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ALBERT B. CASUGA, a Philippine-born writer, lives in Mississauga, Ontario, Canada, where he continues to write poetry, fiction, and criticism after his retirement from teaching and serving as an elected member of his region's school board. He was nominated to the Mississauga Arts Council Literary Awards in 2007. A graduate of the Royal and Pontifical University of St. Thomas (now University of Santo Tomas, Manila. Literature and English, magna cum laude), he taught English and Literature (Criticism, Theory, and Creative Writing) at the Philippines' De La Salle University and San Beda College. He has authored books of poetry, short stories, literary theory and criticism. He has won awards for his works in Canada, the U.S.A., and the Philippines. His latest work, A Theory of Echoes and Other Poems was published February 2009 by the University of Santo Tomas Publishing House. His fiction and poetry were published by online literary journals Asia Writes and Coastal Poems recently. He was a Fellow at the 1972 Silliman University Writers Workshop, Philippines. As a journalist, he worked with the United Press International and wrote an art column for the defunct Philippines Herald.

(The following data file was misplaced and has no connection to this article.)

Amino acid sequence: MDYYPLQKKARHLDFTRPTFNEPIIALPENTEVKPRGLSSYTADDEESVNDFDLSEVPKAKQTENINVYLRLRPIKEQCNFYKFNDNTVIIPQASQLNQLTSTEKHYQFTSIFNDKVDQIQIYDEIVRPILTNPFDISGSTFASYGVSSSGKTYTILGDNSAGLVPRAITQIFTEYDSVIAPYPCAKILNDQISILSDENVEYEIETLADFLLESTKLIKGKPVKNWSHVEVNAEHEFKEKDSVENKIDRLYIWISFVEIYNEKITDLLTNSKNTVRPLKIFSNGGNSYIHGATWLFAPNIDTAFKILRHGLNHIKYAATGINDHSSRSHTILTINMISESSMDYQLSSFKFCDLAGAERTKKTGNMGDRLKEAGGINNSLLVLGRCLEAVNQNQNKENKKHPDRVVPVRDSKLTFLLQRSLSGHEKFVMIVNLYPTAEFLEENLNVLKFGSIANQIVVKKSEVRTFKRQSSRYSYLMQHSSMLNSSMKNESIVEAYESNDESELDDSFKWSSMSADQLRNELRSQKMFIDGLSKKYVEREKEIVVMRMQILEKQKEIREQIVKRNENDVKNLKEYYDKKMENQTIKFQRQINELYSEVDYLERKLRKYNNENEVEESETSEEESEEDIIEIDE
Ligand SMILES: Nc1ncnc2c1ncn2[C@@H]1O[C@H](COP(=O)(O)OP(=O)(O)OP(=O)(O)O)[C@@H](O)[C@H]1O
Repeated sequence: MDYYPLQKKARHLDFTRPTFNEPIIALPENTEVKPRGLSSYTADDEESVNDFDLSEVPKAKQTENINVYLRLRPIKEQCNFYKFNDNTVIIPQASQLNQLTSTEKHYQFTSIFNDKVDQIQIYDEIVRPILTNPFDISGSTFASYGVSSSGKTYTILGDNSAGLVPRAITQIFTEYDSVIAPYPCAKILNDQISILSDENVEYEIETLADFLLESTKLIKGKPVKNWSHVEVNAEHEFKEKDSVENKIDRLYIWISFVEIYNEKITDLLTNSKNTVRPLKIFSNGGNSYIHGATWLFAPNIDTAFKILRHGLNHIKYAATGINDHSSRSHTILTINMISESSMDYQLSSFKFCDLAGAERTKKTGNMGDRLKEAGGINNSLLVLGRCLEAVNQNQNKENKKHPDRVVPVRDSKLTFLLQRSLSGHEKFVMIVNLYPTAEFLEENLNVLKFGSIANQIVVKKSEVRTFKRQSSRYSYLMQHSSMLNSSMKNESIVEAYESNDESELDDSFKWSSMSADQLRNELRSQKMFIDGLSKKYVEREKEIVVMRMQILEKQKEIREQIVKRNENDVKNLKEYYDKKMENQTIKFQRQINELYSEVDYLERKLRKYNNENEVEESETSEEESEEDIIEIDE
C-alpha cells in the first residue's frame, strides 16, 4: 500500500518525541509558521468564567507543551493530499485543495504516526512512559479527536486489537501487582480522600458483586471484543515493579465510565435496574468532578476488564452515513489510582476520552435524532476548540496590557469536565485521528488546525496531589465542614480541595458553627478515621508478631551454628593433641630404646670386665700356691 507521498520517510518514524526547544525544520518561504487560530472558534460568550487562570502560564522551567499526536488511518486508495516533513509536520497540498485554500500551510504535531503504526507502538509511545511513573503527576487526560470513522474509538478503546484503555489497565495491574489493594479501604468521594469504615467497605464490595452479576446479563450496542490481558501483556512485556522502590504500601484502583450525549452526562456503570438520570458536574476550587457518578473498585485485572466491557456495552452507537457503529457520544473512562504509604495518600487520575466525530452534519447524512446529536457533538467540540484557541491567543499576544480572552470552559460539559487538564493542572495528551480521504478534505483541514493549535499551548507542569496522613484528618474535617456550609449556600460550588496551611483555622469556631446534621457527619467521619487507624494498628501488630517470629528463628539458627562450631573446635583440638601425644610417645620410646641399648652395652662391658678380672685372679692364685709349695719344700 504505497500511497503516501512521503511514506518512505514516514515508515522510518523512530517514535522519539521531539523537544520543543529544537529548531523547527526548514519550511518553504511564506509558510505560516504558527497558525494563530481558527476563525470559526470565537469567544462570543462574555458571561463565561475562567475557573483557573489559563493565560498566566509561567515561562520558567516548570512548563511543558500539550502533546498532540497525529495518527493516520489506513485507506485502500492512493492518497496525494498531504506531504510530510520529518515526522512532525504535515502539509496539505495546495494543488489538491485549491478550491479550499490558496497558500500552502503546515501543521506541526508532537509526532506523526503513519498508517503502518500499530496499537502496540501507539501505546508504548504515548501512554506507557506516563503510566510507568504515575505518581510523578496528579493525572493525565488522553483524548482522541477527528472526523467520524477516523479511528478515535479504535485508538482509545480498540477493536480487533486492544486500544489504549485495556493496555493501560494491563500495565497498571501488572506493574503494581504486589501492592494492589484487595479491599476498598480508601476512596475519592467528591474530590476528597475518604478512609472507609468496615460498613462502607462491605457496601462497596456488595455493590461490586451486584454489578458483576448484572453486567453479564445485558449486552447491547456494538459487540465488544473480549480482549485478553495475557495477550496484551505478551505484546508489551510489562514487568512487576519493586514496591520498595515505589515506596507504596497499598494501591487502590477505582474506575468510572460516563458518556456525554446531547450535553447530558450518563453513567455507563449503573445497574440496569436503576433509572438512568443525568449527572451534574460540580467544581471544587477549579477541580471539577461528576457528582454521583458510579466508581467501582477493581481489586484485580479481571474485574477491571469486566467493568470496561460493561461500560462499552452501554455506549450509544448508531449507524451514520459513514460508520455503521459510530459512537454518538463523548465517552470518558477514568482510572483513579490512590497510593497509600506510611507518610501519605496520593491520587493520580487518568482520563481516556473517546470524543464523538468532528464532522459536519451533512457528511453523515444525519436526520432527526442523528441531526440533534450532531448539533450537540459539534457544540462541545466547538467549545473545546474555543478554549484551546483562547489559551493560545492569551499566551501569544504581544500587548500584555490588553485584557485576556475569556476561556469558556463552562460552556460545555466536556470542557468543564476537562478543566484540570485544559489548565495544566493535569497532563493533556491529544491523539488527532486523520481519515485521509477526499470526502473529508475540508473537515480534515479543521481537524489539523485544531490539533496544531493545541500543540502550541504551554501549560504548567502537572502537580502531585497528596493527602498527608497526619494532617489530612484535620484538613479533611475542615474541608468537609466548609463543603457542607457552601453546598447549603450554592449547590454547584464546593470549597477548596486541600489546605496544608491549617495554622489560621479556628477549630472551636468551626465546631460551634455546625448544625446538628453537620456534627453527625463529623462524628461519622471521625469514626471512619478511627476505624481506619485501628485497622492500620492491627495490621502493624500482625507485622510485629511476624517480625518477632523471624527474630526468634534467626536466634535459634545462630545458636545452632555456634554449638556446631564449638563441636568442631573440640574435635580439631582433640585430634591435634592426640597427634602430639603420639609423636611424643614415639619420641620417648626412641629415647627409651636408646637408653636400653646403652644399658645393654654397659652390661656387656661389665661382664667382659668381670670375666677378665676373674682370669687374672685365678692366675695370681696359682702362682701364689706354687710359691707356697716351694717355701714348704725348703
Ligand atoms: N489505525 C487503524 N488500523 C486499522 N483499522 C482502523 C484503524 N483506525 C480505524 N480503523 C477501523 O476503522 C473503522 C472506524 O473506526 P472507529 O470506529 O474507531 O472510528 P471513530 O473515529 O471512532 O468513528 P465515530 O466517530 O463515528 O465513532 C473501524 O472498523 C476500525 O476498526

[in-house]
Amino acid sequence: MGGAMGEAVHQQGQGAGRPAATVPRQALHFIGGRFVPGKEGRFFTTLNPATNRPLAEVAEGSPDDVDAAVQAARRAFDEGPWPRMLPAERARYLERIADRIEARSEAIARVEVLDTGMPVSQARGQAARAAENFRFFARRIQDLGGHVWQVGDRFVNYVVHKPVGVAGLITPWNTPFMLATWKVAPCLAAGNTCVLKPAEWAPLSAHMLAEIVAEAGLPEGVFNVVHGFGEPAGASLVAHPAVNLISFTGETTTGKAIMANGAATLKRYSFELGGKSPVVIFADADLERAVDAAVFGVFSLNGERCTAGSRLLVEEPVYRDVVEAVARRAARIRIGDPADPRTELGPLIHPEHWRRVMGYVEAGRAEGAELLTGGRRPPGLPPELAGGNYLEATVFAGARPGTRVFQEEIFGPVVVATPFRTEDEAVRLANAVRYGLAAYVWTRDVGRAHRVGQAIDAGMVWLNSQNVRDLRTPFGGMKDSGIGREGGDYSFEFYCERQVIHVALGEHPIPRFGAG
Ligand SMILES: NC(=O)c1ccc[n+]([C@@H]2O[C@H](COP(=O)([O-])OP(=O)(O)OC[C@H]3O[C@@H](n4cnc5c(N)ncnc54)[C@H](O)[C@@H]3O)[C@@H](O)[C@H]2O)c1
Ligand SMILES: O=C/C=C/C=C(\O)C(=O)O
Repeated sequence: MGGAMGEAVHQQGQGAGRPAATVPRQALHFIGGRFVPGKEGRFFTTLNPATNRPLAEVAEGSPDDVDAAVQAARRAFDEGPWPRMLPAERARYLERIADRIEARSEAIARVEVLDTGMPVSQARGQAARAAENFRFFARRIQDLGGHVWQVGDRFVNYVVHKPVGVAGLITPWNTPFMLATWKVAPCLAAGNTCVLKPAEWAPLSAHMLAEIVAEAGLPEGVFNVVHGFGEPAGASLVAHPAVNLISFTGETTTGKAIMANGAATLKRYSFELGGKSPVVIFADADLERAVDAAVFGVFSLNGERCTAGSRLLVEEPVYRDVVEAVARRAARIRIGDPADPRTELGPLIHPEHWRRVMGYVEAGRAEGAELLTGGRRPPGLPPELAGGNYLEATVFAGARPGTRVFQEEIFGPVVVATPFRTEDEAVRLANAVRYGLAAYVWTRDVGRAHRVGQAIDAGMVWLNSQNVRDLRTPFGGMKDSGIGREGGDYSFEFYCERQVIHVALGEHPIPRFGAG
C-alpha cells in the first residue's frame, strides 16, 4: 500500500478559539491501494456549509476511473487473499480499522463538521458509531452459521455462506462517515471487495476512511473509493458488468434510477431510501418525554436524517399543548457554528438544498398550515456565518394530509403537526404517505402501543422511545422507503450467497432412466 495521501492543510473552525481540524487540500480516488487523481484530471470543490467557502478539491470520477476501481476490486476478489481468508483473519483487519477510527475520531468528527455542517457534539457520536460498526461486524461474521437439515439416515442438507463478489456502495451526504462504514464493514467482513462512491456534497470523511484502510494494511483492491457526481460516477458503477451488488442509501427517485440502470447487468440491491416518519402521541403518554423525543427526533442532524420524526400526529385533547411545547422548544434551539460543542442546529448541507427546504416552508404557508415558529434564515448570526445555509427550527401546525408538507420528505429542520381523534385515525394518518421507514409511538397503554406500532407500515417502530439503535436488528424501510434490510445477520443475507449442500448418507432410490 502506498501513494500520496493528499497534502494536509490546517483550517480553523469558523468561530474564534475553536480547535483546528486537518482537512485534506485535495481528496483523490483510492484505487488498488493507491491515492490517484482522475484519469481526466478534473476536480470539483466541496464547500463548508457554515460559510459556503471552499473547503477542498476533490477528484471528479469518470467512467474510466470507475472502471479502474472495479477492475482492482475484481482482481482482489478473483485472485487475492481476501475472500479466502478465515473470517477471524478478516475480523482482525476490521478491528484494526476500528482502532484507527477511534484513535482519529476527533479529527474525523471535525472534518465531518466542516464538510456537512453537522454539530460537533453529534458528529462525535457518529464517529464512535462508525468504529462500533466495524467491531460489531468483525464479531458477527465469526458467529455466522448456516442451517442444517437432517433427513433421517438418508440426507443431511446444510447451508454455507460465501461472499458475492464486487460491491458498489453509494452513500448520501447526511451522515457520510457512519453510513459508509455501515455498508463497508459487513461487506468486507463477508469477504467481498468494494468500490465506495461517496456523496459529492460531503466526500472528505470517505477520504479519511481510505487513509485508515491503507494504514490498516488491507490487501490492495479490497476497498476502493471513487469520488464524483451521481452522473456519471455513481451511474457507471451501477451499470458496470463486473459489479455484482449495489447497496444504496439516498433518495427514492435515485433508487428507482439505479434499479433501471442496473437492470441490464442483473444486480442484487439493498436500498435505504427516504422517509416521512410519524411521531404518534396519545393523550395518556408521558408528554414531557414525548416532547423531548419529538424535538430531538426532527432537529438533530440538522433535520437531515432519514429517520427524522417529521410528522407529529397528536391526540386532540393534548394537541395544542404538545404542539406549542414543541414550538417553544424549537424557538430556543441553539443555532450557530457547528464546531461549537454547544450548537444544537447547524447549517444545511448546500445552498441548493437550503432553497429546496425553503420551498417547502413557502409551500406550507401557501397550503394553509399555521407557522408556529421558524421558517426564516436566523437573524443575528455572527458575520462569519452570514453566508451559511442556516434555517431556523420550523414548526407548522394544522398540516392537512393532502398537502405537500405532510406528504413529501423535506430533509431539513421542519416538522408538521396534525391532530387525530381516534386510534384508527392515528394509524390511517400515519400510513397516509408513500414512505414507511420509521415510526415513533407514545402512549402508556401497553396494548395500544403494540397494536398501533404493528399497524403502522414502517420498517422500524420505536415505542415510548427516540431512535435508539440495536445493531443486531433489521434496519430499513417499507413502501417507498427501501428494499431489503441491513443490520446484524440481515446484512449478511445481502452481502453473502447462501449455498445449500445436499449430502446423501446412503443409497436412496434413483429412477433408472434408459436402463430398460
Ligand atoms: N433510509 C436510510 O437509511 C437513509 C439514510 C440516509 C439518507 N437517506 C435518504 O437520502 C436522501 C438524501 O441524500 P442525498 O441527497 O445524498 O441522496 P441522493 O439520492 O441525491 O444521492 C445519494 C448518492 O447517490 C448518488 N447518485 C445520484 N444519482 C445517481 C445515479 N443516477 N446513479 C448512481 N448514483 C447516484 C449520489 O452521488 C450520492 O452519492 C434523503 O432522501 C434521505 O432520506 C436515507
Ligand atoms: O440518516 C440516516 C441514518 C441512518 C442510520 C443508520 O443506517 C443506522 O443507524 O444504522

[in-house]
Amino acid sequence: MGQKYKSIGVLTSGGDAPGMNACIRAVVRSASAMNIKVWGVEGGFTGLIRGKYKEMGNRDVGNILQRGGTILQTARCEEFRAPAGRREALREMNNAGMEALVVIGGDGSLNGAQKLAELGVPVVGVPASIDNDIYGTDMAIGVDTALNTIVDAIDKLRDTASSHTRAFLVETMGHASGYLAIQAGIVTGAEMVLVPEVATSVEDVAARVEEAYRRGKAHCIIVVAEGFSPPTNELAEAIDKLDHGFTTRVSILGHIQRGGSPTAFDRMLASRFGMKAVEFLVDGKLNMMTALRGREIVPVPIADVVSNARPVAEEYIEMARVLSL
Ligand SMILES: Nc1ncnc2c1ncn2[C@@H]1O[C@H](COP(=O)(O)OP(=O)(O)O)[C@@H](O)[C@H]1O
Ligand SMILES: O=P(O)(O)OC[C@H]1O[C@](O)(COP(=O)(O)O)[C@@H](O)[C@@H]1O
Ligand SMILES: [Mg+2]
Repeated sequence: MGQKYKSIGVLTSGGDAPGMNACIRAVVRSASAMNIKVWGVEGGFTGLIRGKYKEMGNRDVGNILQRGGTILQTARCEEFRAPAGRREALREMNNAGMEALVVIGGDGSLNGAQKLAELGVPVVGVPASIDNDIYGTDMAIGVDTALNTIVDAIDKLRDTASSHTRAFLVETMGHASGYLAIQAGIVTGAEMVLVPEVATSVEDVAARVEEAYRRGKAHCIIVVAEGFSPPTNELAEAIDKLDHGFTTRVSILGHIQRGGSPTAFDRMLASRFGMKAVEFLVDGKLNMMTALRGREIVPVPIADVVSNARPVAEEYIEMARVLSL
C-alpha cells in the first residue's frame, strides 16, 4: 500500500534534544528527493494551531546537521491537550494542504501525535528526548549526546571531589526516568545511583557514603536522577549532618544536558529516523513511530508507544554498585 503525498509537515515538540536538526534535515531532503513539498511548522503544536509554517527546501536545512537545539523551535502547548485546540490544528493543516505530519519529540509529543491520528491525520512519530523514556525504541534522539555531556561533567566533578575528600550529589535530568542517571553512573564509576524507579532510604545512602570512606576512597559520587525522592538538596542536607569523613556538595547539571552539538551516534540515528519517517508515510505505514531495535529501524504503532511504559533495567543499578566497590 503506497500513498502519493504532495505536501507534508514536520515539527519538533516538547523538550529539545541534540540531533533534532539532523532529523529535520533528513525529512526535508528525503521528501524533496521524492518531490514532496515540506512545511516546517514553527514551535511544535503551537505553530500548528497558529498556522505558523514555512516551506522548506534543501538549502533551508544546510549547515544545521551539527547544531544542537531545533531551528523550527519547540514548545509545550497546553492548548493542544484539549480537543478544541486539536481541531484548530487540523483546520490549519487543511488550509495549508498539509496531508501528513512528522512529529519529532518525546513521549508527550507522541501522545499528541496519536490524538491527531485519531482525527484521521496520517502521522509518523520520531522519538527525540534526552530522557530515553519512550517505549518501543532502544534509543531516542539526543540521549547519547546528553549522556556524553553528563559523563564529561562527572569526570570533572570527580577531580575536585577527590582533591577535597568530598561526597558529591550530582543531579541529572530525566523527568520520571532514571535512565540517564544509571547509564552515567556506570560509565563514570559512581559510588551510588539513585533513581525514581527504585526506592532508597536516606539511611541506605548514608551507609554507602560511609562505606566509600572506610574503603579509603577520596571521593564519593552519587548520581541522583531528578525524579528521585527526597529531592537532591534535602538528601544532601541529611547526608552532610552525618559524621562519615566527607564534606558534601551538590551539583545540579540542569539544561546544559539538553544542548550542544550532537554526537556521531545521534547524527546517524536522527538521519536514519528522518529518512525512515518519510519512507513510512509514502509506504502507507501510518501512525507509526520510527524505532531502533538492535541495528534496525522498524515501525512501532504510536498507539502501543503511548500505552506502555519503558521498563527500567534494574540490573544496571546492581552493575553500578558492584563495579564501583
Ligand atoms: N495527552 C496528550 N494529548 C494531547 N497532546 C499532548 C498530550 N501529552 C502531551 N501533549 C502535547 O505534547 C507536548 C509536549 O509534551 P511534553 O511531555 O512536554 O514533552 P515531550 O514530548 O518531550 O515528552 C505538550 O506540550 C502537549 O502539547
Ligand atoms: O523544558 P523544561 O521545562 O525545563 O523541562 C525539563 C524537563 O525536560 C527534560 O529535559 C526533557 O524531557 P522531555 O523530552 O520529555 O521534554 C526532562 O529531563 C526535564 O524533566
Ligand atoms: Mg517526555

Thursday, May 22, 2014


Part 4: Criticizing the Style of Poetry --- Linguistic Devices: Literary Devices (Words Have It)

2. Literary. The words are the fundamental units of meaning in the poem. Upon their use depends the yoking together of images and symbols to form the poetic gestalt. Therefore, the poet must, first of all, possess a mastery of his language, syntax, and his grammar.